UN and Refugees
" As long as there are wars and persecution, there will be refugees. I ask you to remember them. Their story is one of resilience, perseverance and courage. Ours must be of solidarity, compassion and action. "
Secretary-General , UN
Find reports and other useful documents about the refuges and migrants
Who is an asylum seeker?
An asylum-seeker is someone whose request for sanctuary has yet to be processed. Every year, around one million people seek asylum.
National asylum systems help to determine who qualifies for international protection. However, during mass movements of refugees, usually as a result of conflict or violence, it is not always possible or necessary to conduct individual interviews with every asylum seeker who crosses a border. These groups are often called ‘prima facie’ refugees.
Who is a Refugee?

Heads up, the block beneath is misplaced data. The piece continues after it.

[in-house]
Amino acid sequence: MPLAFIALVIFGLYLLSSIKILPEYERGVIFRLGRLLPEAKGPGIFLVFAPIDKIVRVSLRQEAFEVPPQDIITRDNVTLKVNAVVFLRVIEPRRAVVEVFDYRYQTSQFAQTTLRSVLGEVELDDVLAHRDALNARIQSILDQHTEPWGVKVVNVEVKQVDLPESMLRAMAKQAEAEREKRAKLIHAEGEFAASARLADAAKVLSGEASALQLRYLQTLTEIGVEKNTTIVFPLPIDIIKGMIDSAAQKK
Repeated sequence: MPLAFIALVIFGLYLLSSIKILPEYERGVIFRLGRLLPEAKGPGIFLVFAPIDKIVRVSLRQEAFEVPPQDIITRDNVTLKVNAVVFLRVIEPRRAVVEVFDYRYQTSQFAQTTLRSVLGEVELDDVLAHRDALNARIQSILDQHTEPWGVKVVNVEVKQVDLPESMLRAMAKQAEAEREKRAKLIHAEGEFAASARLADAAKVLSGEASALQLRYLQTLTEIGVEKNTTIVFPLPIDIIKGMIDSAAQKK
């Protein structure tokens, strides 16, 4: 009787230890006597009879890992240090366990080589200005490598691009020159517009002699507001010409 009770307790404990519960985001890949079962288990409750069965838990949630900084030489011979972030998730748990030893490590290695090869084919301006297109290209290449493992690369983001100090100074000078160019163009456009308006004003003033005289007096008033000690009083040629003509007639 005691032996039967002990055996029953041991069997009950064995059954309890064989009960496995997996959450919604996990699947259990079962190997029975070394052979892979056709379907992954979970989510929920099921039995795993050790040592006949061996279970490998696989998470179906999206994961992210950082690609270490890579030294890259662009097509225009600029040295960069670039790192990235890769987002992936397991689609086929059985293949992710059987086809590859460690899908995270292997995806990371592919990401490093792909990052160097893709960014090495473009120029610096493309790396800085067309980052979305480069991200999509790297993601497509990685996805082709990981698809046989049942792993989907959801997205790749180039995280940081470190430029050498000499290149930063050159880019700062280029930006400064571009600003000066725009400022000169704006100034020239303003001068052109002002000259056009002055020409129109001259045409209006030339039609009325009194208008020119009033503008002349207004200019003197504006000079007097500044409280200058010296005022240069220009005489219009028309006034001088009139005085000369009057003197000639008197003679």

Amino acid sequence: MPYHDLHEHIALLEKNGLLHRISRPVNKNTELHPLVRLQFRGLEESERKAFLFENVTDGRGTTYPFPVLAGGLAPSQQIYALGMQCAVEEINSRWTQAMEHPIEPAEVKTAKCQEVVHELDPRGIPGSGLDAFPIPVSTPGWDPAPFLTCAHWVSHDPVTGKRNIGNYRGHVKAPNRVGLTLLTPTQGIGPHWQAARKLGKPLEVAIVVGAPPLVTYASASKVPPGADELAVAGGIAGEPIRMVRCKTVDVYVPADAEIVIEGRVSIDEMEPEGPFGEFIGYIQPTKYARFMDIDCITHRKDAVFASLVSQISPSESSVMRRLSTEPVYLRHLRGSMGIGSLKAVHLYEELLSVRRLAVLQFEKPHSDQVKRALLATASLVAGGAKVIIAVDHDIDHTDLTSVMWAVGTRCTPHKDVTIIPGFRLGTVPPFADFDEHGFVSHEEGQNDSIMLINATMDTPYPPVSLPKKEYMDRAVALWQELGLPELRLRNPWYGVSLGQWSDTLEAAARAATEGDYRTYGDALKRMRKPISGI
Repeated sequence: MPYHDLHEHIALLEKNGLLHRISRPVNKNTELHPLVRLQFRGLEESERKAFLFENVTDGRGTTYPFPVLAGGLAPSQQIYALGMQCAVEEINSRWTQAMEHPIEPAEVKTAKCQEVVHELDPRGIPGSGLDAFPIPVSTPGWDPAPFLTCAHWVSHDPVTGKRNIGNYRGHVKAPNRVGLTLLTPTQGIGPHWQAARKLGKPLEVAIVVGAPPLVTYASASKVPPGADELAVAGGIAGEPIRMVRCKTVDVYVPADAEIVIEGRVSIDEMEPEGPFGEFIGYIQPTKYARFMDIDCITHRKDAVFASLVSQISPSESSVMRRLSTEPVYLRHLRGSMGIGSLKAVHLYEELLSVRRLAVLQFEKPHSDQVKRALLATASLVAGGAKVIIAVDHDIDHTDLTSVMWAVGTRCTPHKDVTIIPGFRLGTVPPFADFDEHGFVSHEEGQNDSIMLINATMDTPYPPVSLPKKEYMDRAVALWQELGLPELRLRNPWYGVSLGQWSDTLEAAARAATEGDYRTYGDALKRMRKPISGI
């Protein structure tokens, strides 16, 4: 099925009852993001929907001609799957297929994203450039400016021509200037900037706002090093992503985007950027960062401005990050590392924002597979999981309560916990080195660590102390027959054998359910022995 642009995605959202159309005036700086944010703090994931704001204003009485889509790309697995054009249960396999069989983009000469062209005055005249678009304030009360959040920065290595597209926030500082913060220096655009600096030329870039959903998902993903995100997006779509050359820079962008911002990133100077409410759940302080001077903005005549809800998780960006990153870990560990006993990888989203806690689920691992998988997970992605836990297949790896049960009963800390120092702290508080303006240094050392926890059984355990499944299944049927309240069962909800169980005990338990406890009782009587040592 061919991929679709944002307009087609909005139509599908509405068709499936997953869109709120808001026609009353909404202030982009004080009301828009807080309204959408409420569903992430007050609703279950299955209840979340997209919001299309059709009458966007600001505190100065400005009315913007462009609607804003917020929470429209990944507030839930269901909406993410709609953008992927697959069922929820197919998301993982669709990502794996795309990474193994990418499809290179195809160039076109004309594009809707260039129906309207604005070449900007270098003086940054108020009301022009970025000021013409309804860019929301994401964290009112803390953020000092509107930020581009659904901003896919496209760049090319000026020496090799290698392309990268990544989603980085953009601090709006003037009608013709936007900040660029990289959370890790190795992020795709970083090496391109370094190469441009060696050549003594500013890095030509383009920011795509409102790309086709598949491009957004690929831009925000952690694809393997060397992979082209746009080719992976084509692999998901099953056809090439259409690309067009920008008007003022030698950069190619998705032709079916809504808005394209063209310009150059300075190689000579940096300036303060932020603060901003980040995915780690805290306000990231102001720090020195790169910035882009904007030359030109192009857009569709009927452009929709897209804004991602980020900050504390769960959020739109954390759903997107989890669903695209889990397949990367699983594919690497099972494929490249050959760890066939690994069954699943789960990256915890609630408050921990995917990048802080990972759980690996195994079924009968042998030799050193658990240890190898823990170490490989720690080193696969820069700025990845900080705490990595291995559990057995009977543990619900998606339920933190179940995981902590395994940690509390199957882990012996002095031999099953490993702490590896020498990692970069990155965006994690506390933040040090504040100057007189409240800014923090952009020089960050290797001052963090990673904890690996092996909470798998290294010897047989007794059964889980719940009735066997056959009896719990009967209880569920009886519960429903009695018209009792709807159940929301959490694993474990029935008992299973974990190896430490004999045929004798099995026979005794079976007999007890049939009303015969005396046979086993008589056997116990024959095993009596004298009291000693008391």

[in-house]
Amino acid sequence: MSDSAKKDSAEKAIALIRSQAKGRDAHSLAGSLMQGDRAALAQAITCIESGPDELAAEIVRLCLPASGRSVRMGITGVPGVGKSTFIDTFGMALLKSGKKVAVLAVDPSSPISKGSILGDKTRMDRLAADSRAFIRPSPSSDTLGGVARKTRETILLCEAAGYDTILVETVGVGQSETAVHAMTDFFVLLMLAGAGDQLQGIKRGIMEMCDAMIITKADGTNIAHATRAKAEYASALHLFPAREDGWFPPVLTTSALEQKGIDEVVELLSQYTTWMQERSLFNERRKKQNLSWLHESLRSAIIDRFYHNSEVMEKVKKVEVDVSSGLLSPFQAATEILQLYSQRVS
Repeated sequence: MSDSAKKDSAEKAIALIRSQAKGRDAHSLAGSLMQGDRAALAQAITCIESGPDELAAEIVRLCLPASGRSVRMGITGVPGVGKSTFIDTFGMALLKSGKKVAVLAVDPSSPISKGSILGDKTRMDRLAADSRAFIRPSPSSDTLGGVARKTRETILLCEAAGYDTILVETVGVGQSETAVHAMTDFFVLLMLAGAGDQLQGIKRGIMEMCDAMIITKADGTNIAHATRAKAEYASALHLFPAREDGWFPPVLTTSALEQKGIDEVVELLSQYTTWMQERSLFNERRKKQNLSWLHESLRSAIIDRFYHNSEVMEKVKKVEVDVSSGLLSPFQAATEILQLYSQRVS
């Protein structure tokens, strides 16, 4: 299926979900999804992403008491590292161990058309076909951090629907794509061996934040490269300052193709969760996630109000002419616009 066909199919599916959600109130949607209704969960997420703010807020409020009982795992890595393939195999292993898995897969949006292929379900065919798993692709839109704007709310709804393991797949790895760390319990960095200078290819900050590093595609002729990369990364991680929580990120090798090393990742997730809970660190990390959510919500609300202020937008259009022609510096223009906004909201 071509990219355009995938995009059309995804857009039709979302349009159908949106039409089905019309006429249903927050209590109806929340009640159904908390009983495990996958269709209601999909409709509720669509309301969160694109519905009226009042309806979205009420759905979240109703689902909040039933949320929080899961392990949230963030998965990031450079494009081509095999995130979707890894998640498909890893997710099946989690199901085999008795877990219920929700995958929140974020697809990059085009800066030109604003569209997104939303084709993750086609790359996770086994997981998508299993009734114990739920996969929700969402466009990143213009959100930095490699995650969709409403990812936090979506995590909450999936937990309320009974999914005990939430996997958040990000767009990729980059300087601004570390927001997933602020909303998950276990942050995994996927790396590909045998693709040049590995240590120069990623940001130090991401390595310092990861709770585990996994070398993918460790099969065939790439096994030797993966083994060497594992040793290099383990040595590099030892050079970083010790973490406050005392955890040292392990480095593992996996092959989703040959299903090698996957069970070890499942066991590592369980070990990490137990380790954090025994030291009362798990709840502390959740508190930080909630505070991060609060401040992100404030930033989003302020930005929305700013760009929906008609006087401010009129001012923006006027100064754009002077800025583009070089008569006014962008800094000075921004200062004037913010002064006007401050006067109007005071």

Refugees are defined and protected in international law. The 1951 Refugee Convention is a key legal document and defines a refugee as:
“someone who is unable or unwilling to return to their country of origin owing to a well-founded fear of being persecuted for reasons of race, religion, nationality, membership of a particular social group, or political opinion.”
By the end of 2017, there were 25.4 million refugee men, women and children registered across the world.
Who is a migrant?
The UN Migration Agency (IOM) defines a migrant as any person who is moving or has moved across an international border or within a State away from his/her habitual place of residence, regardless of (1) the person’s legal status; (2) whether the movement is voluntary or involuntary; (3) what the causes for the movement are; or (4) what the length of the stay is.